HORSE-DRAWN carts are as common as cars in this Turkish town, Cannakale, on the Dardanelles, and they lurch over the cobblestone streets selling milk, firewood, apples, and quinces. Rabbi Hayim Sidi lives in one of the badly plastered apartments here, across from the synagogue he has led for 30 years.
Life for the small-town Turkish rabbi has not been easy. Even before the Jewish population dwindled to 35 (from 750 when he arrived), the congregation could not afford to pay its leader much. A trip to Istanbul, 10 hours away by bus, was saved for and savored by the Sidis only once.
Still, every Saturday morning the rabbi, now in his early seventies, exits in his suit and hat and unlocks the gate of his century-old temple. Four aged men, the remnants of his congregation, shuffle in. Allowing sunlight to suffice, they read their Sabbath prayers.
Searching for my Turkish-Jewish roots brought me to Cannakale this fall, and to the ghetto my grandparents left when they sailed for America in 1914. I arrived in town with no particular agenda and no relations left there to look up , just a longing to somehow connect the past with the present. While taking pictures of the old synagogue, I met a curious bystander who was to help me do this: the rabbi.
The rabbi's family, like my own and most Turkish Jews', had lived in Turkey for over four centuries. In 1492, when Columbus left Spain going west, our ancestors had headed east, fleeing the Spanish Inquisition. Turkish Sultan Bayezit II not only accepted the Jewish refugees, he sent a fleet to rescue them , hoping their business acumen would enrich his empire. Of 250,000 Spanish, or ''Sephardic,'' Jews leaving Spain, 150,000 settled in Turkey.
It was a wise move. The Jews did, in fact, aid the Ottoman Empire's efforts at commerce. Turkey, for its part, never persecuted its Jews. Throughout the centuries the Turkish Jews simply kept a low profile. They lived apart from the Muslim mainstream and never even learned Turkish. They spoke, instead, a mixture of medieval Spanish and Hebrew known as Ladino, which the oldest Turkish Jews still speak today. My grandparents spoke Ladino at home in Chicago. Rabbi Sidi, one of 22,000 Jews left in Turkey, speaks it at home today, in Cannakale.
''See,'' said the rabbi, pouncing on a random page of his 1816 prayer book. ''This side is Hebrew; this side is Ladino.'' We were sitting on his rock-hard parlor couch after the morning services he had led. He smiled to touch the prayer book he loved, its pages worn soft as cloth.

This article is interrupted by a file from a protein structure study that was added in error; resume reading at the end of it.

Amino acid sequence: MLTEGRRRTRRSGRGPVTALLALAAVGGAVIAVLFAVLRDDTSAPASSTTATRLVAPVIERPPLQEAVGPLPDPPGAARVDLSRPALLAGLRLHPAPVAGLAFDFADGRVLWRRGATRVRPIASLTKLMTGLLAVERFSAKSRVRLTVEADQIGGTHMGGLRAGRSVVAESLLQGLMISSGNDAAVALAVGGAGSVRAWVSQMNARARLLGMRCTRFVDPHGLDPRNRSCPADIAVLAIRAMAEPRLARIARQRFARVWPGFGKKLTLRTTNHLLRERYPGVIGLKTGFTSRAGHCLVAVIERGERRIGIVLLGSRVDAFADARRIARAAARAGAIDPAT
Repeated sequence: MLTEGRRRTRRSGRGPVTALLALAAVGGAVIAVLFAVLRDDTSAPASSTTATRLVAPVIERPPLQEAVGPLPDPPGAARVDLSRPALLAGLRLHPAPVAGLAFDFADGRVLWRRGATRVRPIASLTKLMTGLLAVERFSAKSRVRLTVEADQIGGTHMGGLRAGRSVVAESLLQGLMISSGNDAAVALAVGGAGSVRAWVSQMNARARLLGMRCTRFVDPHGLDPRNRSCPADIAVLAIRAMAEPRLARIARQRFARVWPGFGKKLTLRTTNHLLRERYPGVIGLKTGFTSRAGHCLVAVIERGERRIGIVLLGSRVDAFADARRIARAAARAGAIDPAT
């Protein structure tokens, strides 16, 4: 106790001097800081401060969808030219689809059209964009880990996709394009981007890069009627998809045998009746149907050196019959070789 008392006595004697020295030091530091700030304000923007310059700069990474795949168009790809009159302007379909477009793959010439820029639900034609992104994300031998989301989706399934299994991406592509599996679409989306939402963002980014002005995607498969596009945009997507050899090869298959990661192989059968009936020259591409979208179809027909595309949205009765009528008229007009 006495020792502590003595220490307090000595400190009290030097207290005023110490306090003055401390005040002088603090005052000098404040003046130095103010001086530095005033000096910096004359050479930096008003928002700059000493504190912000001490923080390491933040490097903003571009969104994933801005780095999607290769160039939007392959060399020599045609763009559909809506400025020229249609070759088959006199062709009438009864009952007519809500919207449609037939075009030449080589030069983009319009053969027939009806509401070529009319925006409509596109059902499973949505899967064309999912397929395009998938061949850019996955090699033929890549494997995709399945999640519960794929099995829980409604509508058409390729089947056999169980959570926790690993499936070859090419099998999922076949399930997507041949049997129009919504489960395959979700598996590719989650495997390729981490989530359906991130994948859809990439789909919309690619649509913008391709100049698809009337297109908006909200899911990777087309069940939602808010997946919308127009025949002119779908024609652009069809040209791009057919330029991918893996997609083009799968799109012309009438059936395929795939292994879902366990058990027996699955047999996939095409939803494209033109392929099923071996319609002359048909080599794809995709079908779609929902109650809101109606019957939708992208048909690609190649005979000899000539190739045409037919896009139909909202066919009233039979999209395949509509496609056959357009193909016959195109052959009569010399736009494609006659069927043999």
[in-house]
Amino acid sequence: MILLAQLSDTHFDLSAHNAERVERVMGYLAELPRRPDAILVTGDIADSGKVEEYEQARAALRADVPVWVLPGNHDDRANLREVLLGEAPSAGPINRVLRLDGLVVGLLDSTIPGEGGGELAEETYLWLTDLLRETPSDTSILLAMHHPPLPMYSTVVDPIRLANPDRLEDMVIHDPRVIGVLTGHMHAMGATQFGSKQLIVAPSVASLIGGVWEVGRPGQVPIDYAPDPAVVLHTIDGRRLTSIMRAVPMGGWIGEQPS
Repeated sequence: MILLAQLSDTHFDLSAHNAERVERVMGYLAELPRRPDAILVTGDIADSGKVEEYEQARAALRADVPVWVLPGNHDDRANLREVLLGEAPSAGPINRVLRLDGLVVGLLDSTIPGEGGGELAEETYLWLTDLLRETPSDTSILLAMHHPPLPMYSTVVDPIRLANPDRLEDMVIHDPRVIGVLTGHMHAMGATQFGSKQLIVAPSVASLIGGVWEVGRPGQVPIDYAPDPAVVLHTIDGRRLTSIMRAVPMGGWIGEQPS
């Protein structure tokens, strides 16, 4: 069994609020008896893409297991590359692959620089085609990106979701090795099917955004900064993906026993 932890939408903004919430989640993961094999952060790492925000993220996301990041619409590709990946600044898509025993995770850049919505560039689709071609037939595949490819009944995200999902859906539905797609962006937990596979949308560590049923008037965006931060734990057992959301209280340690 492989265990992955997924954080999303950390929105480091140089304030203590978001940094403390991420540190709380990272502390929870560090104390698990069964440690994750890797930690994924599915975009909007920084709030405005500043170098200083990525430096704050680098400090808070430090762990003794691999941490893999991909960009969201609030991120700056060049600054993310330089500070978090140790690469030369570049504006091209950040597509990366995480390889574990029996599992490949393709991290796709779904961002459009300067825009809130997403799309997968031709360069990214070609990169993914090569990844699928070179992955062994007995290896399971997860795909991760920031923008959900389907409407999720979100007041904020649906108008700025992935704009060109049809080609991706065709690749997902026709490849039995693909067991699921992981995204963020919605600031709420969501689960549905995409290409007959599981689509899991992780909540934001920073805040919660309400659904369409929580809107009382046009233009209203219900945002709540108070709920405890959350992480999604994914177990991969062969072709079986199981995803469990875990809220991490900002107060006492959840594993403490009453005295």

''And this,'' he said, producing a 1949 primer, ''is how I learned English.'' The little volume, ''English Without Tears'' was his only link to the language of the new world. For the past three years he has studied this book for an hour or two each night, patiently poring over the book's corny jokes. Although the lessons were originally accompanied by a record, the rabbi could never afford a record player.
'' 'Barber to client,' '' the rabbi read aloud to me, pointing out each word.
'' 'Haven't I shaved you before, sir?' 'No, old chap, I got those scars during the war.' '' The rabbi grinned, obviously well-pleased by the client's retort, even though he must have read it hundreds of times. ''It's a nice book, isn't it?'' asked the rabbi.
''This too.'' Rabbi Sidi extracted a third volume from his book pile while his wife set the table for brunch. This book was a yellowing song anthology, stuffed with hand-copied ballads from other times and sources.
''This one is Israeli,'' he said, suddenly bursting into song. ''And this is an old French one,'' he sang out again, sight-reading the notes. ''This - '' He pointed to some seismographic script. ''This one is Arabic.''
''You sing it?''
''Yes, of course! Why not?'' And he did.
As evening fell, we retired to the synagogue again, where I admired several elaborately calligraphed benedictions that Rabbi Sidi had donated to his dwindling congregation. The four elderly men took their usual seats.
Oblivious to their oblivion, the rabbi assumed his position at the head of his congregation and thanked God for creating the universe and all that is good.
In a month or two, Rabbi Sidi and his wife plan to move to Israel. The synagogue will close and with it, 500 years of Jewish history in Cannakale.
Although the rabbi had not known my grandparents, he had lived a life as hard as theirs and had gone on to learn and consider ideas as progressive as any my generation has produced. His ideas of beauty, humor, and God are as timeless as his songs, books, and prayers.
At the end of his Sabbath service, the rabbi said a prayer for my grandfather , long dead. I silently added a prayer for the rabbi who, like history, is very much alive.